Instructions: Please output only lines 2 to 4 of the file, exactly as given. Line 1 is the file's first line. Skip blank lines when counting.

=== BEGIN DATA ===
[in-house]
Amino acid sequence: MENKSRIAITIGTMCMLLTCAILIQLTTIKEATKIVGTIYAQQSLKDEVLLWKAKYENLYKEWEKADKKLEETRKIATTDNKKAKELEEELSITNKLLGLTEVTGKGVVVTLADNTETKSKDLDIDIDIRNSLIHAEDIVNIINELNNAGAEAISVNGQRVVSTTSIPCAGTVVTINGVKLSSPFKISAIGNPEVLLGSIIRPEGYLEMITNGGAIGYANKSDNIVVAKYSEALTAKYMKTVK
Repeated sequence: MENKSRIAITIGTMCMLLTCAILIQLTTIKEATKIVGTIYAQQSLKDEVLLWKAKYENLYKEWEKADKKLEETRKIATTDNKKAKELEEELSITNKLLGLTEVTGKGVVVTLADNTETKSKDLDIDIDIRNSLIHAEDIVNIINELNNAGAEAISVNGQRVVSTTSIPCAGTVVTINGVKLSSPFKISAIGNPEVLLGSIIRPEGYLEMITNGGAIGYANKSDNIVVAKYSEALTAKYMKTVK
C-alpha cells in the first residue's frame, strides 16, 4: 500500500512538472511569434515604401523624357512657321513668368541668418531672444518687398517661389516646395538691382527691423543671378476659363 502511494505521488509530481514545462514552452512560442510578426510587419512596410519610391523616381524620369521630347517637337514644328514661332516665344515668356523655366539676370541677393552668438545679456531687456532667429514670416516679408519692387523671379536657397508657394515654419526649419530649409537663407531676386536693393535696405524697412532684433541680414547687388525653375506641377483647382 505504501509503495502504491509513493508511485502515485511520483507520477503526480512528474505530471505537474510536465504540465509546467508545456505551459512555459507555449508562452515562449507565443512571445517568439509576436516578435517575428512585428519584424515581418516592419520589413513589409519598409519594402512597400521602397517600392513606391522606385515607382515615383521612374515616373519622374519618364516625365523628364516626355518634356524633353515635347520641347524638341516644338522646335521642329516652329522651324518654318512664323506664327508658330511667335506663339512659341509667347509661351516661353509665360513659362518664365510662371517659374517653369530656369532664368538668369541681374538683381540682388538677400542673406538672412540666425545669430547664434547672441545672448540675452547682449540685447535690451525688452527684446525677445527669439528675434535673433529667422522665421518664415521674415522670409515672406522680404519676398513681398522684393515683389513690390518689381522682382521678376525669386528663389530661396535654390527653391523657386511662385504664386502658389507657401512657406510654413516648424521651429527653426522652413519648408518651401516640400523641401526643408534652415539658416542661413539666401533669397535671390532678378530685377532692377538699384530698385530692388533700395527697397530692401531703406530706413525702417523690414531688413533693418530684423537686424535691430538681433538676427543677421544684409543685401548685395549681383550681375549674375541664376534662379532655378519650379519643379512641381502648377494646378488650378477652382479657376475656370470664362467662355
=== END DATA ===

Amino acid sequence: MENKSRIAITIGTMCMLLTCAILIQLTTIKEATKIVGTIYAQQSLKDEVLLWKAKYENLYKEWEKADKKLEETRKIATTDNKKAKELEEELSITNKLLGLTEVTGKGVVVTLADNTETKSKDLDIDIDIRNSLIHAEDIVNIINELNNAGAEAISVNGQRVVSTTSIPCAGTVVTINGVKLSSPFKISAIGNPEVLLGSIIRPEGYLEMITNGGAIGYANKSDNIVVAKYSEALTAKYMKTVK
Repeated sequence: MENKSRIAITIGTMCMLLTCAILIQLTTIKEATKIVGTIYAQQSLKDEVLLWKAKYENLYKEWEKADKKLEETRKIATTDNKKAKELEEELSITNKLLGLTEVTGKGVVVTLADNTETKSKDLDIDIDIRNSLIHAEDIVNIINELNNAGAEAISVNGQRVVSTTSIPCAGTVVTINGVKLSSPFKISAIGNPEVLLGSIIRPEGYLEMITNGGAIGYANKSDNIVVAKYSEALTAKYMKTVK
C-alpha cells in the first residue's frame, strides 16, 4: 500500500512538472511569434515604401523624357512657321513668368541668418531672444518687398517661389516646395538691382527691423543671378476659363 502511494505521488509530481514545462514552452512560442510578426510587419512596410519610391523616381524620369521630347517637337514644328514661332516665344515668356523655366539676370541677393552668438545679456531687456532667429514670416516679408519692387523671379536657397508657394515654419526649419530649409537663407531676386536693393535696405524697412532684433541680414547687388525653375506641377483647382 505504501509503495502504491509513493508511485502515485511520483507520477503526480512528474505530471505537474510536465504540465509546467508545456505551459512555459507555449508562452515562449507565443512571445517568439509576436516578435517575428512585428519584424515581418516592419520589413513589409519598409519594402512597400521602397517600392513606391522606385515607382515615383521612374515616373519622374519618364516625365523628364516626355518634356524633353515635347520641347524638341516644338522646335521642329516652329522651324518654318512664323506664327508658330511667335506663339512659341509667347509661351516661353509665360513659362518664365510662371517659374517653369530656369532664368538668369541681374538683381540682388538677400542673406538672412540666425545669430547664434547672441545672448540675452547682449540685447535690451525688452527684446525677445527669439528675434535673433529667422522665421518664415521674415522670409515672406522680404519676398513681398522684393515683389513690390518689381522682382521678376525669386528663389530661396535654390527653391523657386511662385504664386502658389507657401512657406510654413516648424521651429527653426522652413519648408518651401516640400523641401526643408534652415539658416542661413539666401533669397535671390532678378530685377532692377538699384530698385530692388533700395527697397530692401531703406530706413525702417523690414531688413533693418530684423537686424535691430538681433538676427543677421544684409543685401548685395549681383550681375549674375541664376534662379532655378519650379519643379512641381502648377494646378488650378477652382479657376475656370470664362467662355